The presidents of France and Russia joined other leaders for the memorial in the Armenian capital, Yerevan.
Armenia says up to 1.5 million people died, a figure disputed by Turkey.
Turkey strongly objects to the use of the term genocide to describe the killings and the issue has soured relations between the nations.
Turkey accepts that atrocities were committed but argues there was no systematic attempt to destroy the Christian Armenian people. Turkey says many innocent Muslim Turks also died in the turmoil of war.
A memorial service was held in Turkey yesterday and its Prime Minister, Ahmet Davutoglu, said the country would “share the pain” of Armenians. But he reiterated Turkey’s stance that the killings were not genocide.
Turkey is yesterday also hosting ceremonies to mark the 100th anniversary of the start of the Battle of Gallipoli.
However, the actual fighting there began on April 25, and Armenian President Serzh Sargsyan accused Turkey of “trying to divert world attention” from the Yerevan commemorations.
After a flower-laying ceremony in Yerevan, Mr Sargsyan addressed the guests, saying: “I am grateful to all those who are here to once again to confirm your commitment to human values, to say that nothing is forgotten, that after 100 years we remember.”
In his address, French President Francois Hollande said: “We will never forget the tragedies that your people have endured.”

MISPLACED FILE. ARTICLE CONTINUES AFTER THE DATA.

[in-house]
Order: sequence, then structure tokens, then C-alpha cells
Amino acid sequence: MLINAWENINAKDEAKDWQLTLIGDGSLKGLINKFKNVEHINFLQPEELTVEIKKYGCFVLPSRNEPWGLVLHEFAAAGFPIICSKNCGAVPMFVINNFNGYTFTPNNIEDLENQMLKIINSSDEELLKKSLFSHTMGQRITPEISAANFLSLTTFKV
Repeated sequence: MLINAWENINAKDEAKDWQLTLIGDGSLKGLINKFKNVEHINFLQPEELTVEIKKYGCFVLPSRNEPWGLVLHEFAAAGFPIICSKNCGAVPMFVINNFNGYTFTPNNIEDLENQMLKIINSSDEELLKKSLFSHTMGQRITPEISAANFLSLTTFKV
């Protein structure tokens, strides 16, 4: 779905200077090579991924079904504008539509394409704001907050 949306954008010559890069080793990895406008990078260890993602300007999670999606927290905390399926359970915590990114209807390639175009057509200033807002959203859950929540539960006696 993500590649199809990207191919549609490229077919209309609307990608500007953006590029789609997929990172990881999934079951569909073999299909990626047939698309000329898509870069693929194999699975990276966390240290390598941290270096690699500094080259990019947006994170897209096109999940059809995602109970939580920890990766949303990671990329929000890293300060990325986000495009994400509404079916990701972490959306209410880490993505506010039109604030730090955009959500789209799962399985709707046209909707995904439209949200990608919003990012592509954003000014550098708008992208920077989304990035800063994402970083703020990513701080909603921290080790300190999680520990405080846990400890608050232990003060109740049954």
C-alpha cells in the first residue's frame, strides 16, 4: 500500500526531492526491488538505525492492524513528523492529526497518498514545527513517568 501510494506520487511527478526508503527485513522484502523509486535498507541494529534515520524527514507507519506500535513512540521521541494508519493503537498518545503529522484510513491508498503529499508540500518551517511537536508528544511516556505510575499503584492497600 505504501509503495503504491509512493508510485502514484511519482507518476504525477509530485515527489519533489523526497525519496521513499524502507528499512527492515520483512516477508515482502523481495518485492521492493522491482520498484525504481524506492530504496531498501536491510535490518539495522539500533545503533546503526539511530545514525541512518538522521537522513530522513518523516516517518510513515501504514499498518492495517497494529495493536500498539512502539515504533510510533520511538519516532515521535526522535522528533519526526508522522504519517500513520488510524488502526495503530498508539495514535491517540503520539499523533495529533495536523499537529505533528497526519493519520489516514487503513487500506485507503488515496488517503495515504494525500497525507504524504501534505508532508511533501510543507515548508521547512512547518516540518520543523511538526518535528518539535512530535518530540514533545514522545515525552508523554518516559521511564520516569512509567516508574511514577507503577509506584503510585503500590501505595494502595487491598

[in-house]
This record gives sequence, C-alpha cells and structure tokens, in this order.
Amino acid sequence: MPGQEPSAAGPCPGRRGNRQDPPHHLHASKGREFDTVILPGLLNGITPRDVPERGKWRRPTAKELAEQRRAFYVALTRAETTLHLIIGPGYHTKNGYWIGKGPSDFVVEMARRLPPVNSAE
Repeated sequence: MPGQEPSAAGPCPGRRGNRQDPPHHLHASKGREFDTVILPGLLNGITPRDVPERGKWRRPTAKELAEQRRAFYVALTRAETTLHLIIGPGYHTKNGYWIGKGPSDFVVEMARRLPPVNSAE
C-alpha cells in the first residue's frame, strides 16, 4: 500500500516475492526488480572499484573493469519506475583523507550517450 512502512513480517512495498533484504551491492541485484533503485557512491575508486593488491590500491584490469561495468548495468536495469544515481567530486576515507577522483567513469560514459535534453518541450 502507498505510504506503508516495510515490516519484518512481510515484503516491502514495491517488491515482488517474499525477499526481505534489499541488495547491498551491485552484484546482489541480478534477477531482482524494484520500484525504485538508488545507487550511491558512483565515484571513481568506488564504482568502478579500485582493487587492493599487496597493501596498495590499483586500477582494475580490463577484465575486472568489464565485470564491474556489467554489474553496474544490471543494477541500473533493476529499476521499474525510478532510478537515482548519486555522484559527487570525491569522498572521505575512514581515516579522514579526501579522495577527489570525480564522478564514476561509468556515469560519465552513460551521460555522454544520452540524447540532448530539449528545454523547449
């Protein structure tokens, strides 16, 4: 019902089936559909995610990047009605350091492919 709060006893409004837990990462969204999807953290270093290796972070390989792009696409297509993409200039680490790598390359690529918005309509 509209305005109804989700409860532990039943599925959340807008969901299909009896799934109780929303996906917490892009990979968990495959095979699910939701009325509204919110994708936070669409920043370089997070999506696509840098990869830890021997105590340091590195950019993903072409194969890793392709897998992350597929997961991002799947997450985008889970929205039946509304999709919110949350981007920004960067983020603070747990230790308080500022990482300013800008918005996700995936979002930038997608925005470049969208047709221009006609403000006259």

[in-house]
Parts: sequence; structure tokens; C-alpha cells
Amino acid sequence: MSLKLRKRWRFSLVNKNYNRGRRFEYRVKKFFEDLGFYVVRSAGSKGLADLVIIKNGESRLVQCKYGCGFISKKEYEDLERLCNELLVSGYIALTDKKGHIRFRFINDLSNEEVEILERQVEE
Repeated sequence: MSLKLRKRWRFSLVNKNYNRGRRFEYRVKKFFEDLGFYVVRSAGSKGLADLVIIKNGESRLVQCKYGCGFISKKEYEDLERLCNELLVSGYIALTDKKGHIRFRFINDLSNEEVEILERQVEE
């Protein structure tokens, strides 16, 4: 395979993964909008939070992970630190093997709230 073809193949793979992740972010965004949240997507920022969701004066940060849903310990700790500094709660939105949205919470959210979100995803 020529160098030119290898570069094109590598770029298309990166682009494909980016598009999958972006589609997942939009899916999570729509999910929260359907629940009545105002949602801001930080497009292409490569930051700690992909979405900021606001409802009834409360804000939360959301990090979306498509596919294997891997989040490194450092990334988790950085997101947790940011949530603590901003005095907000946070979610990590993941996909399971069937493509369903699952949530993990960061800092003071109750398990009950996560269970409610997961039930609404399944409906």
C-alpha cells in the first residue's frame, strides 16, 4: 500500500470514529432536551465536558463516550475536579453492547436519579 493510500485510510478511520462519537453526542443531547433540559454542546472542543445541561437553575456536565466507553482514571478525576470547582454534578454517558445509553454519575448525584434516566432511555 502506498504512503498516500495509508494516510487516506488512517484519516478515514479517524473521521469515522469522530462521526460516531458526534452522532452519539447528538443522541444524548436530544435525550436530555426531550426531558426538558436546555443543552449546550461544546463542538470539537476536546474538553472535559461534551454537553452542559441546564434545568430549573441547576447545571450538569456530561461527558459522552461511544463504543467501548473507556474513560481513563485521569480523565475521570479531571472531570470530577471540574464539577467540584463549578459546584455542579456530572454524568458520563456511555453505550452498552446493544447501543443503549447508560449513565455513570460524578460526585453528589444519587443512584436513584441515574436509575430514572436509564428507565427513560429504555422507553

Russian President Vladimir Putin said: “There cannot be any justification for mass murder of people. Today we mourn together with the Armenian people.”
Friday marks the 100th anniversary of the day the Ottoman Turkey authorities arrested several hundred Armenian intellectuals in Constantinople, today’s Istanbul, most of whom were later killed.
Armenians regard this as the beginning of the Ottoman policy of mass extermination of Christian Armenians suspected of supporting Russia, the Ottoman Empire’s World War One enemy.
US President Barack Obama issued a carefully worded statement for the anniversary, referring to “one of the worst atrocities of the 20th Century”, without using the term genocide.
During his 2008 presidential election campaign, then Senator Obama had vowed to “recognise the Armenian genocide” and in his new statement said: “I have consistently stated my own view of what occurred in 1915, and my view has not changed.”
However, his phrasing has angered Armenian Americans.
Bryan Ardouny, Executive Director of the Armenian Assembly of America, said in a statement: “President Obama’s exercise in linguistic gymnastics on the Armenian genocide is unbecoming of the standard he himself set and that of a world leader today.”
German MPs are meanwhile debating a non-binding motion on the genocide issue, a day after President Joachim Gauck used the word to describe the killings.
This month, Turkey recalled its envoy to the Vatican after Pope Francis also used the word genocide in a reference during a mass.
France has been a strong advocate of recognising the killings as genocide, and President Hollande has pushed for a law to punish genocide denial.
In Turkey yesterday, the media largely focused on Gallipoli, but one of Turkey’s oldest newspapers, Cumhuriyet, carried a surprise headline in Armenian – “Never Again”.